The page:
Warre’s Late Bottled Vintage 2000, 20%, €32.95Christmas does not officially kick off in the Wilson household until the tree decoration ceremony. Once that has been accomplished, the poor over-worked, harassed father is rewarded with a warm mince pie or two and a glass of Port. Warre’s LBV is always a little pricier than its rivals, but with good reason. This is the best late-bottled vintage port on the market. Richly fruity, with plenty of firm dark plums, some Christmas cake spice, and a really long finish that is beautifully rounded, but never sickly sweet. Drink with desserts, blue cheese or on its own. Stockists: O’Donovan’s, Cork; Wine Centre, Kilkenny; Redmond’s, Ranelagh; Bin No. 9, Clonskeagh; Thomas’s Deli, Foxrock; Wicklow Arms, Delgany; Sweeney’s, Glasnevin; McCabe’s, Mount Merrion; The Gables, Foxrock; Donnybrook Fair; selected SuperValu.

Kracher Tockenbeerenauslese NV, 12%, €13.50Dessert wines are not the most popular in our household, other than with myself, of course. If your partner is equally lukewarm, a half-bottle or even better this quarter-bottle, is the perfect way to enjoy a sweet treat without dithering about whether to open a full bottle for one person. Do remember that sweet wines will keep fresh in the fridge for up to a week. Alois ‘Louis’ Kracher, one of the world’s great winemakers sadly passed away recently, but this wine is a fitting tribute. Rich, intense pineapple and barleysugar fruits in a wonderfully light but unctuous glass of wine. It even has some seasonal snowflakes in the bottle (a harmless light deposit of crystals). Stockists: The Cheese Pantry, Drumcondra; Next Door, Enniscorthy; Corcornan’s, New Ross; The Vintry, Rathgar; Next Door, Myles Creek, Kilkee; Searson’s Wine Merchants, Monkstown.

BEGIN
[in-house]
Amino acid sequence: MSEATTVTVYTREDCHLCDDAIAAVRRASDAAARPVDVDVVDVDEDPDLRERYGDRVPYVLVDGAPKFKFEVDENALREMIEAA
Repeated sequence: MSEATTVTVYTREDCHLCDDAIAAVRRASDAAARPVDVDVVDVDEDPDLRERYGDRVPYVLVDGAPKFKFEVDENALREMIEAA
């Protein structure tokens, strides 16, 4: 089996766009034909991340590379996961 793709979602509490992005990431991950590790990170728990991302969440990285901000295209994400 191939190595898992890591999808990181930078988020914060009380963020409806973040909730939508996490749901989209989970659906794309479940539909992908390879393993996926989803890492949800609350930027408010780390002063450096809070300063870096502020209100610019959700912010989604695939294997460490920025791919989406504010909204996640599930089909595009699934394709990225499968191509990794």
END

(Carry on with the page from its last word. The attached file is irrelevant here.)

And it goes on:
Duvel, 8.5%, around €3 per 33cl bottleIf you are interested in joining the growing band of beer aficionados, why not buy a selection of beers to try out over the holiday period? Most forward-thinking off-licences around the country offer a good selection of premium beers; Redmond’s in Ranelagh, McHugh’s in Artane and Deveny’s in Dundrum would probably have the widest selection in the Dublin area. This Belgian strong pale ale is not a session beer, coming close to a German wine in alcoholic strength. Complex and full of character, lightly hoppy, with a lovely subtle fruitiness, deceptive power, and dry finish. I would drink this with food, possibly a turkey and stuffing sandwich, or savour slowly in the evening. Stockists: Check your local off-licence, this is one of the more widely available premium beers.